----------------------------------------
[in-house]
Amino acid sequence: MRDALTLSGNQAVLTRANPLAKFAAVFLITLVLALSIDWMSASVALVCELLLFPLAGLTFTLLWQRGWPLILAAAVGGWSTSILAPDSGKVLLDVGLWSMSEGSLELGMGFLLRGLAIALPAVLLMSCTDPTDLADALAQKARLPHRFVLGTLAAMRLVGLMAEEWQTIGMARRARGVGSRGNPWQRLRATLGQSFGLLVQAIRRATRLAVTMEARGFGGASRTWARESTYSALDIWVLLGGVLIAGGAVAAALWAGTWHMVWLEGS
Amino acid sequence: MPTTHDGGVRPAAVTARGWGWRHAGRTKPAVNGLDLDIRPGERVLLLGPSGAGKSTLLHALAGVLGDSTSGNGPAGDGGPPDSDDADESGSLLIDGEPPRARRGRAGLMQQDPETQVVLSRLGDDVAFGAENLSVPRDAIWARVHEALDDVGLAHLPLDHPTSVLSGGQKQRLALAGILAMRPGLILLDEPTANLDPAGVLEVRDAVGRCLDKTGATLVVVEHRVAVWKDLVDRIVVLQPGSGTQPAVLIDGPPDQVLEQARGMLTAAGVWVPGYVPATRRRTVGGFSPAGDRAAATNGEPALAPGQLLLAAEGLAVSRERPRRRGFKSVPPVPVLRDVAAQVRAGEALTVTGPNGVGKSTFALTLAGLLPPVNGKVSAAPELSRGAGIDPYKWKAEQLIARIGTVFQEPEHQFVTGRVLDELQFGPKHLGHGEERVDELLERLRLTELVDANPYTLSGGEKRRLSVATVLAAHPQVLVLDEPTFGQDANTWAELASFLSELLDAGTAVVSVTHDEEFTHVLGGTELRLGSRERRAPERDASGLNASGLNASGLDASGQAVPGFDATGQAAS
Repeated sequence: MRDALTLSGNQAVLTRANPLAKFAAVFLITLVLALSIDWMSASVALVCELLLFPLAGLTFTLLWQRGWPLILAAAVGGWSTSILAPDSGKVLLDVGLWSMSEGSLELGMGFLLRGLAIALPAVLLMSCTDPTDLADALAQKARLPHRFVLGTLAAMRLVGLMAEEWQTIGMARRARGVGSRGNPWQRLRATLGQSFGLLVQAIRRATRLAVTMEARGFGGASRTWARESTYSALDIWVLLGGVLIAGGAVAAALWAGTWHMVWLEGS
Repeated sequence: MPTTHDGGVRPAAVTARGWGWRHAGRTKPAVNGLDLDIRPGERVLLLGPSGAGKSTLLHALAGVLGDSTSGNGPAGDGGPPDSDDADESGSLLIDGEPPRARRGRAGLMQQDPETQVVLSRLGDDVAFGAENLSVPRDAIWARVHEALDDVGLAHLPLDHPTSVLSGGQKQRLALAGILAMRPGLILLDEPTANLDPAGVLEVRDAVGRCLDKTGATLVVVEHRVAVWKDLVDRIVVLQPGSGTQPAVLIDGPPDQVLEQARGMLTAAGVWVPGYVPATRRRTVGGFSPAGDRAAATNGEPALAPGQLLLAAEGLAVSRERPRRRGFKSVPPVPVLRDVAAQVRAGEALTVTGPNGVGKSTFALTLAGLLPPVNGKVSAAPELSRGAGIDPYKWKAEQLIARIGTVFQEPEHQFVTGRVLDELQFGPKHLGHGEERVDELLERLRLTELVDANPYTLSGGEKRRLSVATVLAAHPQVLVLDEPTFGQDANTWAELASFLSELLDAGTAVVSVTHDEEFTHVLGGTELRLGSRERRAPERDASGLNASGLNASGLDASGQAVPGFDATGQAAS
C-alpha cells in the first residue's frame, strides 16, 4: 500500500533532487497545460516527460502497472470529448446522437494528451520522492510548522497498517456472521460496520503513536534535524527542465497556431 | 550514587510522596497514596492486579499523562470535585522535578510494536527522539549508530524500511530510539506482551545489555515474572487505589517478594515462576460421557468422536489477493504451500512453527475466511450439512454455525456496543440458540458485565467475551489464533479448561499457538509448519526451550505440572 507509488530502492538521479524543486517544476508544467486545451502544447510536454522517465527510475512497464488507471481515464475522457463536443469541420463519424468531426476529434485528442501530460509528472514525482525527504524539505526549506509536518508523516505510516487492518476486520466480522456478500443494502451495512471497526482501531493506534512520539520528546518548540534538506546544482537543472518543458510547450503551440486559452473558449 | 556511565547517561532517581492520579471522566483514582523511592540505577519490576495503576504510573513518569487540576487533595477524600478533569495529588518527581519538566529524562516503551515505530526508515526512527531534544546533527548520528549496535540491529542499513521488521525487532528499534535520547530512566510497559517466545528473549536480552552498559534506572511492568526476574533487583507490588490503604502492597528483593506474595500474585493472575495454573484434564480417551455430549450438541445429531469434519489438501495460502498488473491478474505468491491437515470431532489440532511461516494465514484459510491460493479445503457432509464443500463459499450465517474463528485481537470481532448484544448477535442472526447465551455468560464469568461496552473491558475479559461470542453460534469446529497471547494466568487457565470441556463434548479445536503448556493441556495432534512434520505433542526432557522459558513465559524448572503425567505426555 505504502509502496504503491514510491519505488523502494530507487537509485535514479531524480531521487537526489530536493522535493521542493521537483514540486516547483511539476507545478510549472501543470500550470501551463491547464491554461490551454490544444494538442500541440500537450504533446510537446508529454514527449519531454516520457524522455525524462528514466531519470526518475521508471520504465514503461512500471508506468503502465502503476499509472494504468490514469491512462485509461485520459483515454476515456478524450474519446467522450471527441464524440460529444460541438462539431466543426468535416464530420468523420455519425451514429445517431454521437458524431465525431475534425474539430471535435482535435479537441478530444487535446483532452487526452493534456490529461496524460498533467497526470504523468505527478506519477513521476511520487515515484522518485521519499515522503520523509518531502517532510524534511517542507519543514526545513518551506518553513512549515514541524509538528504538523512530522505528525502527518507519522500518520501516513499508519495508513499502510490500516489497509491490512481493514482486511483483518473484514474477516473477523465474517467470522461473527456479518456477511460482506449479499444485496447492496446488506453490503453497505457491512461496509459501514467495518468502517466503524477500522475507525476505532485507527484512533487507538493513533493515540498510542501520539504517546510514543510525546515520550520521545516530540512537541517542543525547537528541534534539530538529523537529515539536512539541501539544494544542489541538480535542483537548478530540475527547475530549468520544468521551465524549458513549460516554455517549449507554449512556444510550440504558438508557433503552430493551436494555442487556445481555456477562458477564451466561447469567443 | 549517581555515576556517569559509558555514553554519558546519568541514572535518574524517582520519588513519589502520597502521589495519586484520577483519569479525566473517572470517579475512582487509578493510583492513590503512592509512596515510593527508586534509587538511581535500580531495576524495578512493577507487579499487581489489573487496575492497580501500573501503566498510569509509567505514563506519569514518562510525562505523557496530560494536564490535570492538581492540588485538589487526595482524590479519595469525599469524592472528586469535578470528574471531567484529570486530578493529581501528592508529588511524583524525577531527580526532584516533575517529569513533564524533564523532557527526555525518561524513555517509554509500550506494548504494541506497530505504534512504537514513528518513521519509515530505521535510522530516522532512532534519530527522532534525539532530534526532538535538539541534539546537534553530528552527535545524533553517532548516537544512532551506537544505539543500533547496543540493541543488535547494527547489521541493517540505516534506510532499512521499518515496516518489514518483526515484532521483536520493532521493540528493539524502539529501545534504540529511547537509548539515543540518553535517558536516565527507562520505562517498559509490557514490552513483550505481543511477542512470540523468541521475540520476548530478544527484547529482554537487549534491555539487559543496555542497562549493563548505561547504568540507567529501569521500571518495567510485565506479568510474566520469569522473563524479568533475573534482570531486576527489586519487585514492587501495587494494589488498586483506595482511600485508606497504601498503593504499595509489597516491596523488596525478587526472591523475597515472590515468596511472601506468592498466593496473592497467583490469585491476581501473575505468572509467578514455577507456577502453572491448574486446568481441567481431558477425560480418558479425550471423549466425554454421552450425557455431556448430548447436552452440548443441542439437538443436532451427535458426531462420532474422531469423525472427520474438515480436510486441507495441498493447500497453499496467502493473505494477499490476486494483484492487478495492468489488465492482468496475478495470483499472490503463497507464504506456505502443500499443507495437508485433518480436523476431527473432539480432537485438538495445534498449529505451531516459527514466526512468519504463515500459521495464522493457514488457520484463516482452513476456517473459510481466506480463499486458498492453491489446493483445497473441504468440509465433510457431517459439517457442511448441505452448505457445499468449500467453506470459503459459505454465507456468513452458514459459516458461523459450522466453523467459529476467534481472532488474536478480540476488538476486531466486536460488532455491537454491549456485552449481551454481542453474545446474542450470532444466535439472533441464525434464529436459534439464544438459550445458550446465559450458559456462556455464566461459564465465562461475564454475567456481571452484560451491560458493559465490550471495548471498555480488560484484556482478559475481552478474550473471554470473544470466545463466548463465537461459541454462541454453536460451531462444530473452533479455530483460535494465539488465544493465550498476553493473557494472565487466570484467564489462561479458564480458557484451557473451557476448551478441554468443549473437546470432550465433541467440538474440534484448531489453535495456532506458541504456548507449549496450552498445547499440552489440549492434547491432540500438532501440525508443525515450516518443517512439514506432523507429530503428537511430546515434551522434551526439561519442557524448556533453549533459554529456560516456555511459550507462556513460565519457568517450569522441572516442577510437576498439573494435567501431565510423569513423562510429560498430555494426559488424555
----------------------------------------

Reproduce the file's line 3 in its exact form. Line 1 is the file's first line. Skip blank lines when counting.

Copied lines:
Amino acid sequence: MPTTHDGGVRPAAVTARGWGWRHAGRTKPAVNGLDLDIRPGERVLLLGPSGAGKSTLLHALAGVLGDSTSGNGPAGDGGPPDSDDADESGSLLIDGEPPRARRGRAGLMQQDPETQVVLSRLGDDVAFGAENLSVPRDAIWARVHEALDDVGLAHLPLDHPTSVLSGGQKQRLALAGILAMRPGLILLDEPTANLDPAGVLEVRDAVGRCLDKTGATLVVVEHRVAVWKDLVDRIVVLQPGSGTQPAVLIDGPPDQVLEQARGMLTAAGVWVPGYVPATRRRTVGGFSPAGDRAAATNGEPALAPGQLLLAAEGLAVSRERPRRRGFKSVPPVPVLRDVAAQVRAGEALTVTGPNGVGKSTFALTLAGLLPPVNGKVSAAPELSRGAGIDPYKWKAEQLIARIGTVFQEPEHQFVTGRVLDELQFGPKHLGHGEERVDELLERLRLTELVDANPYTLSGGEKRRLSVATVLAAHPQVLVLDEPTFGQDANTWAELASFLSELLDAGTAVVSVTHDEEFTHVLGGTELRLGSRERRAPERDASGLNASGLNASGLDASGQAVPGFDATGQAAS